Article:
Twenty-four hours after Al-Qaeda’s Hassan Mohammed Qaed (aka Abu Yahya Al-Libi) was killed in a drone strike in June, a group calling itself Brigades of Imprisoned Sheikh Omar Abdel-Rahman detonated an IED outside the US Consulate in Benghazi.
Filming, they interspersed their video with images of Osama bin Laden and released it online. Previously on May 22, the same group targeted the Red Cross in Benghazi, demanding the release of Sheikh Abdul Rahman, imprisoned in America for the 1993 World Trade Center bombing. Five days after the June attack, they used RPGs to attack two guards at the British Consulate — again in Benghazi — and on June 12 hit the Red Cross in Misrata.
Drones began flying over Derna in east Libya, home to the 200-300-strong militants. US Ambassador to Libya Chris Stevens said in a 2008 diplomatic cable that Derna was a “well-spring of Libyan foreign fighters” for Al-Qaeda, having sent more men than anywhere in the world to Iraq to fight. Violence escalating, Frederic Wehrey wrote in Foreign Affairs in July, “Hired guns might be sowing the seeds for the country’s descent into warlordism.”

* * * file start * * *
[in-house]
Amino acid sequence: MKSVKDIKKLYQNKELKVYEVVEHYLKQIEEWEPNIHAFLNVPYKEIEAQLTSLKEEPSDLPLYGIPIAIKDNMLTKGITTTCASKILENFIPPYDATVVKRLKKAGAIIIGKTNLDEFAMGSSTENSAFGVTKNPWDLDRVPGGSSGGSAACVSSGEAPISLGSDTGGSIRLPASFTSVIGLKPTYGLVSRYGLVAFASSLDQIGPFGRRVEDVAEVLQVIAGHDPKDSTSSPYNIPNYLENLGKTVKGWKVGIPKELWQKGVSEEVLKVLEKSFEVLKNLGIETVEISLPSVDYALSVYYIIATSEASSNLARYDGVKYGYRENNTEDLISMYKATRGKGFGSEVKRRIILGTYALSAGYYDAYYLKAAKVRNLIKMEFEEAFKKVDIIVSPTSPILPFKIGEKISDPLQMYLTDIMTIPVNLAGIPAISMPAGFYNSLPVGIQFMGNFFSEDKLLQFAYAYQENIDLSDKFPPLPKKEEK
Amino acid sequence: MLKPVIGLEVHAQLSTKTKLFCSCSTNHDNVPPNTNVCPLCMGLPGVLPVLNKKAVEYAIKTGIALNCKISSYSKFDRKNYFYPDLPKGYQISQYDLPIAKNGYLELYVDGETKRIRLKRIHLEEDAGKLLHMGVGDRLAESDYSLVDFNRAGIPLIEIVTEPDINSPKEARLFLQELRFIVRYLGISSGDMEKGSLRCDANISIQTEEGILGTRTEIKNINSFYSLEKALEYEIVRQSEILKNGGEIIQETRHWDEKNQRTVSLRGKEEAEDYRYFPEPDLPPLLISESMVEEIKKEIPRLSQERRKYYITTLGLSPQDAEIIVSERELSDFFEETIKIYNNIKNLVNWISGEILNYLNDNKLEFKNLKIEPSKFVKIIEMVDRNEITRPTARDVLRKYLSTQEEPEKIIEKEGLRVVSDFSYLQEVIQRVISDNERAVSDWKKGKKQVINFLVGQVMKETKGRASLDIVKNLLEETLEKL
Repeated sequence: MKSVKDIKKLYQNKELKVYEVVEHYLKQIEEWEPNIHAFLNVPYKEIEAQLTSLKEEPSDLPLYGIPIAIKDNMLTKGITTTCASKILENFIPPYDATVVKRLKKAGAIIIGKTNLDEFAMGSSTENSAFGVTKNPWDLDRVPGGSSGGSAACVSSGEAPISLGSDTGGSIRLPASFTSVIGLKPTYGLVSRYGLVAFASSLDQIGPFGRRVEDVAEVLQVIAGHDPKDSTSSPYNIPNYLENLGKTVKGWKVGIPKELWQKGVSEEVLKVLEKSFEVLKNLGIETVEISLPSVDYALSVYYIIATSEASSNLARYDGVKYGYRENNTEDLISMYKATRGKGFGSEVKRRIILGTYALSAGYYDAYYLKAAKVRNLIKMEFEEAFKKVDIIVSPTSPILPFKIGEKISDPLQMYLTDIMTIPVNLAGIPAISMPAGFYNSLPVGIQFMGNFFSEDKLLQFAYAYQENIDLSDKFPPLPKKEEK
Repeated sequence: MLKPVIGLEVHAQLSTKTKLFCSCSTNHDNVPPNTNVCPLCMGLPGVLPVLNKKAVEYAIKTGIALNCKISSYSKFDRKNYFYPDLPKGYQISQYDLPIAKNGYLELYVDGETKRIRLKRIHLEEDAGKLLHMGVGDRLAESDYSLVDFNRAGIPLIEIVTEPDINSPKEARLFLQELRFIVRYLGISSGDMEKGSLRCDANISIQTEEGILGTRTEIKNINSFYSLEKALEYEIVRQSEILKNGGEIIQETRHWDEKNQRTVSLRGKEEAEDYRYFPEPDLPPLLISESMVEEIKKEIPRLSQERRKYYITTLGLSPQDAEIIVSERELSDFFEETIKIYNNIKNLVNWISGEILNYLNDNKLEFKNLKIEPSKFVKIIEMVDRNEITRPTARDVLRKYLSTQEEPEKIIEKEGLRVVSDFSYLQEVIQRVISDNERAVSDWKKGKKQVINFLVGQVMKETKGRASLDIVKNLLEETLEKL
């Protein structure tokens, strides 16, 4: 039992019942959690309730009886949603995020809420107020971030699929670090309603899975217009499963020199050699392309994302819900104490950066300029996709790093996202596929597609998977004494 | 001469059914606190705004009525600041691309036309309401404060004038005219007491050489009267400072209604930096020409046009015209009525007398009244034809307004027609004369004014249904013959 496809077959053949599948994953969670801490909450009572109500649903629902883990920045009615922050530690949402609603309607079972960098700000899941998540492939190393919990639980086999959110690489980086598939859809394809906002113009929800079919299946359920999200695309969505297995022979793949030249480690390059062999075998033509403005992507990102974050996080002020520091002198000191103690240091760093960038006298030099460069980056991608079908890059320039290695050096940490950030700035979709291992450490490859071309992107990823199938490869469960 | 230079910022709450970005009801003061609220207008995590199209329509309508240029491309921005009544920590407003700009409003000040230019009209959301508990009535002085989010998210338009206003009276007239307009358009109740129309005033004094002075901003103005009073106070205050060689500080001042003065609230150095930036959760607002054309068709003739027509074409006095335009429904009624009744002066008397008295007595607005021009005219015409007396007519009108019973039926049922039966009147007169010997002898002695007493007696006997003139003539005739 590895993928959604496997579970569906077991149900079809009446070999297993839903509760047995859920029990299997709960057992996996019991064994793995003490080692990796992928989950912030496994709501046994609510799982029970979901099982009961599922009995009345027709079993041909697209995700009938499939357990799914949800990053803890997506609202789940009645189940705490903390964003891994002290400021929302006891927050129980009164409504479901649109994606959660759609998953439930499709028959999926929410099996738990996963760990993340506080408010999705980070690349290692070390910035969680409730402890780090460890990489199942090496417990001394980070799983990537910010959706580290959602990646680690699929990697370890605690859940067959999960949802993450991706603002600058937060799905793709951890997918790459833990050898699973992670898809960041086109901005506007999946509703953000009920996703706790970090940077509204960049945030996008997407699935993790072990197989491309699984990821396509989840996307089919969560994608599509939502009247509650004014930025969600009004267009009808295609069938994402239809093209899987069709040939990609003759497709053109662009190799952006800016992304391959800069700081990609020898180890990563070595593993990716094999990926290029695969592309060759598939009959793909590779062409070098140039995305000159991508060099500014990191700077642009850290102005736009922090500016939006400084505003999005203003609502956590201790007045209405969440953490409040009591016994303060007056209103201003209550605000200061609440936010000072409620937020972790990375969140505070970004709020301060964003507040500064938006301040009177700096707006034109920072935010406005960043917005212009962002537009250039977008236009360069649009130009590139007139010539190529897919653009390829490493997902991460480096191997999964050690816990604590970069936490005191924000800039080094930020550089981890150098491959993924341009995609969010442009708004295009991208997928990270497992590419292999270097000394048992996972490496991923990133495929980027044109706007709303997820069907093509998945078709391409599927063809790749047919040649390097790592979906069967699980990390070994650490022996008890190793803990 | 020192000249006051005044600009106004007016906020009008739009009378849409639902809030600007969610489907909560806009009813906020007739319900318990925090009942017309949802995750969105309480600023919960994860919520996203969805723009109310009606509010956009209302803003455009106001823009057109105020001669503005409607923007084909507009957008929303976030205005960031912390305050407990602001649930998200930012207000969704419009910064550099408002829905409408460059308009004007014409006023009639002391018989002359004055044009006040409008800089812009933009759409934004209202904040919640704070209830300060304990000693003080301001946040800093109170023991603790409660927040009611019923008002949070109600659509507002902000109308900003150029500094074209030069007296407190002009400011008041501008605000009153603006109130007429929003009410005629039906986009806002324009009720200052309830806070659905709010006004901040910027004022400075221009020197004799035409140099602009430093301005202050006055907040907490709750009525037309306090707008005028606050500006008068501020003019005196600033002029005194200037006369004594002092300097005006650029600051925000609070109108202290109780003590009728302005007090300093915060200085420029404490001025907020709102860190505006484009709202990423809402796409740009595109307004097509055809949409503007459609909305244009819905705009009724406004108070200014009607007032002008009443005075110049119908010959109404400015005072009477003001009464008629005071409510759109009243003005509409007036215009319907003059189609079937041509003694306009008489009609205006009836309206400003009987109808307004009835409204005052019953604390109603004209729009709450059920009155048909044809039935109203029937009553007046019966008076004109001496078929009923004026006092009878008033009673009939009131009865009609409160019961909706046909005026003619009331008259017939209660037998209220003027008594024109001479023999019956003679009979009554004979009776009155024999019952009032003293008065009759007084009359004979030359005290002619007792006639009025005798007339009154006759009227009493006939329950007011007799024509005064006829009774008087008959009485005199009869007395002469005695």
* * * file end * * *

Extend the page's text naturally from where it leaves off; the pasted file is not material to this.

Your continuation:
On Sept. 10, Ayman Al-Zawahiri, in a lengthy Al-Shabab video declared Al-Libi’s “…blood is calling, urging and inciting you to fight and kill the crusaders…”